Rosie O'Donnell has taken aim at a new target -- two of the judges on American Idol. Setting aside her feud with Donald Trump, O'Donnell expressed outrage over judge Simon Cowell's remark to one audition contestant on the talent show's premiere. On Tuesday night, Cowell told the contestant, Kenneth Briggs, "You look a little odd. The dancing is terrible. The singing was horrendous and you look like one of those creatures that live in the jungle with those massive eyes. What do they call them? 'Bush babies.'" On The View Friday, O'Donnell laid into Cowell. ""I don't think America likes to watch people be ridiculed, made fun of, and called ugly monkeys," O'Donnell said. Such remarks, she said, were utterly unacceptable. "Isn't that what America thinks is entertainment? To make fun of someone's physical appearance and then when they leave the room laugh hysterically at them? Three millionaires, one probably intoxicated." The final zinger was aimed at judge Paula Abdul, whose odd behavior of late has provided fodder for numerous gossip columnists and websites. On Saturday, Fox Entertainment President Peter Liguori defended Cowell, saying that contestants on the show "know what to expect. They have to appreciate the spirit in which that commentary is given." He denied that Cowell was growing more caustic in his comments. "This season has just been a continuation of what has been a very successful formula," he said. He also defended Abdul, saying that she may be showing stress after putting in long hours promoting the show. At the TV critics press tour in Pasadena, Abdul herself maintained, "I've never been drunk. I'm not under the influence of anything." And Cowell commented, "If [Briggs is] offended, then I apologize. I might never call anyone a bush baby again." He then quickly added, "If you don't want to hear that, don't show up [for the auditions]."


Anderson Cooper has signed a new contract with CNN guaranteeing him at least $4 million per year, the Hollywood Reporter reported today, citing no sources. Cooper receives an additional fee as a contributor to CBS's 60 Minutes. The trade publication said that CNN declined to comment directly on the report but issued a statement saying, "Anderson Cooper is an exceptional journalist, and his dedication in going after important stories wherever they occur makes him a natural fit for CNN. We look forward to more of his groundbreaking work in the years to come."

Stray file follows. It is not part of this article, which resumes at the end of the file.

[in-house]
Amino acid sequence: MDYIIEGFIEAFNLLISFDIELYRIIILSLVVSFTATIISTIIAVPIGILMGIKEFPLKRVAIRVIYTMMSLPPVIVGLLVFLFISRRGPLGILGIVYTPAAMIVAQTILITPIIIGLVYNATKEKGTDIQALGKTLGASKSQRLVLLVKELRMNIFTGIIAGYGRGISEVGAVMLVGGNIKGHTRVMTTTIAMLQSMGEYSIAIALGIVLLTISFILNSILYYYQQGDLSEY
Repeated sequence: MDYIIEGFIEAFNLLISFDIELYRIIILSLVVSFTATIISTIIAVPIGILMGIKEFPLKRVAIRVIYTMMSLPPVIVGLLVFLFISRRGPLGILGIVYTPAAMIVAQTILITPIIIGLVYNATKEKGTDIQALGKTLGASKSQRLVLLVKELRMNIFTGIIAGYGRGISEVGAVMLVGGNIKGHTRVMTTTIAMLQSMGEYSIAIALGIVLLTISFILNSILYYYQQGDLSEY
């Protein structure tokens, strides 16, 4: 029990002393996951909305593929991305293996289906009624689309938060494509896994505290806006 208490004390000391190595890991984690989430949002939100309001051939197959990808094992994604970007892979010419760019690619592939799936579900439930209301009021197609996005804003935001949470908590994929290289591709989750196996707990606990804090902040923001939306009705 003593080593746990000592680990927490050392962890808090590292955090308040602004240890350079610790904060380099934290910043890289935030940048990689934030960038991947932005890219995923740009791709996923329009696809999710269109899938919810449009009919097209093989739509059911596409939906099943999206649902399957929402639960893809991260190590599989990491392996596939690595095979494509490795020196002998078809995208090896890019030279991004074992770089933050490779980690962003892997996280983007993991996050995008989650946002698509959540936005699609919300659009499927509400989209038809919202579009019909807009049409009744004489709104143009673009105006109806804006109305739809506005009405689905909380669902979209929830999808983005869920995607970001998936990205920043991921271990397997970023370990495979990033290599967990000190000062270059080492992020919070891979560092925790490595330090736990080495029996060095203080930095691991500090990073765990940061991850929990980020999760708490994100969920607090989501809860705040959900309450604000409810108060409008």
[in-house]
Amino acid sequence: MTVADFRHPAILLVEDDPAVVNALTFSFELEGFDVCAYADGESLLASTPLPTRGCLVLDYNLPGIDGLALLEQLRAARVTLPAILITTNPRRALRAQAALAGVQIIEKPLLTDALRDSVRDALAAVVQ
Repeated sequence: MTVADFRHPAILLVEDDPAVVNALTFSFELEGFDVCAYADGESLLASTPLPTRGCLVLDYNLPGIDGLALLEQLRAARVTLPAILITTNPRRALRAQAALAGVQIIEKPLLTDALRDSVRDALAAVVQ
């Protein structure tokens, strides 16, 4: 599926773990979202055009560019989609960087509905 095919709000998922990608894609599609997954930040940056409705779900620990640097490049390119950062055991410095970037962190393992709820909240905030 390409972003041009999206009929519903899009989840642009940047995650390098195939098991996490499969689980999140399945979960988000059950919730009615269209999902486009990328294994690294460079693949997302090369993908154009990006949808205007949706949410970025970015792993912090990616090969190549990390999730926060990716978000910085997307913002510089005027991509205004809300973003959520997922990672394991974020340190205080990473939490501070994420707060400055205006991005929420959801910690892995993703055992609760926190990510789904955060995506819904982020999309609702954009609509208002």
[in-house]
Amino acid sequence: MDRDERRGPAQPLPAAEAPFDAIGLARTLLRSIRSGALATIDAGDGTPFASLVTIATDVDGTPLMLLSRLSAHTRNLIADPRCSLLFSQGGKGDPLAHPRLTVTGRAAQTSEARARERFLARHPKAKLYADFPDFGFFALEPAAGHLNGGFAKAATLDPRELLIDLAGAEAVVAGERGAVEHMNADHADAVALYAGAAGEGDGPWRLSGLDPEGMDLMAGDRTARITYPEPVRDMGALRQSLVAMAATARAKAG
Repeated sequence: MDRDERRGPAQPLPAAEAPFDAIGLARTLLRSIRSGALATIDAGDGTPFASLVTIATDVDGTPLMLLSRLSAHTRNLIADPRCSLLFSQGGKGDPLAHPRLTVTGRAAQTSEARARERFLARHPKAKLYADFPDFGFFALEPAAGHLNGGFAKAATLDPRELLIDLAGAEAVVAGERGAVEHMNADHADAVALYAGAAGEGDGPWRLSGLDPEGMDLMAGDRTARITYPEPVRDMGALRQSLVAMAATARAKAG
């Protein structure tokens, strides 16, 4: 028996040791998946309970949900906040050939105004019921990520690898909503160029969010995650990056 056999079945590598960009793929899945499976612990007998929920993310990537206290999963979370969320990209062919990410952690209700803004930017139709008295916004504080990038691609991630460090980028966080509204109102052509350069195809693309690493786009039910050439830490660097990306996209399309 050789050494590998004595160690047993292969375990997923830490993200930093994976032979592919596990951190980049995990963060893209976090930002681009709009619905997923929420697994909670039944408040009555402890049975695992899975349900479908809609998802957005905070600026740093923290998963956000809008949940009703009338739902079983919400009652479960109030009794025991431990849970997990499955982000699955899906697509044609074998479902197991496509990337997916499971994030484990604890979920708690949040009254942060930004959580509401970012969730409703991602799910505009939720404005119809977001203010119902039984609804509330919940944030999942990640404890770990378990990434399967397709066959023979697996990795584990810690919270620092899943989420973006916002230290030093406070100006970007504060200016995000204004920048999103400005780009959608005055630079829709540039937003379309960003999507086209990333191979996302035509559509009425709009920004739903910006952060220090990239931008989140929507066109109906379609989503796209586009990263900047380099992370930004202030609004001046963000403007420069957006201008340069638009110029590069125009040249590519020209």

Bringing to an end one of the stormiest affairs in British broadcasting history, a contestant on the reality show Celebrity Big Brother has been ousted by a vote of 82 percent of British viewers. The remarks by Jade Goody to Bollywood star Shilpa Shetty last week had resulted in more than 49,000 complaints to OFCOM, the British television watchdog, and Channel 4, the outlet for the show. Told for the first time of the uproar her comments had touched off, Goody responded in the British weekly News of the World, "I can't dignify myself because that video footage of myself is nasty. ... I'm not going to sit here and try and justify myself. Yes, I said those things and they were nasty. I am not a racist, and I sincerely ... apologize to anybody I've offended out there."


James Murdoch, regarded as the heir apparent to his father, Rupert Murdoch, at News Corp, may be about to move into the higher ranks of the organization. The London Mail on Sunday reported that the younger Murdoch will step down as CEO of BSkyB, the British satellite distributor, to join his father at News Corp's headquarters in the U.S. The paper said that he will be replaced by Tom Mockridge, head of Sky Italia, the Italian satellite company controlled by News Corp. Reuters reported on Sunday that BSkyB dismissed the report as "just speculation."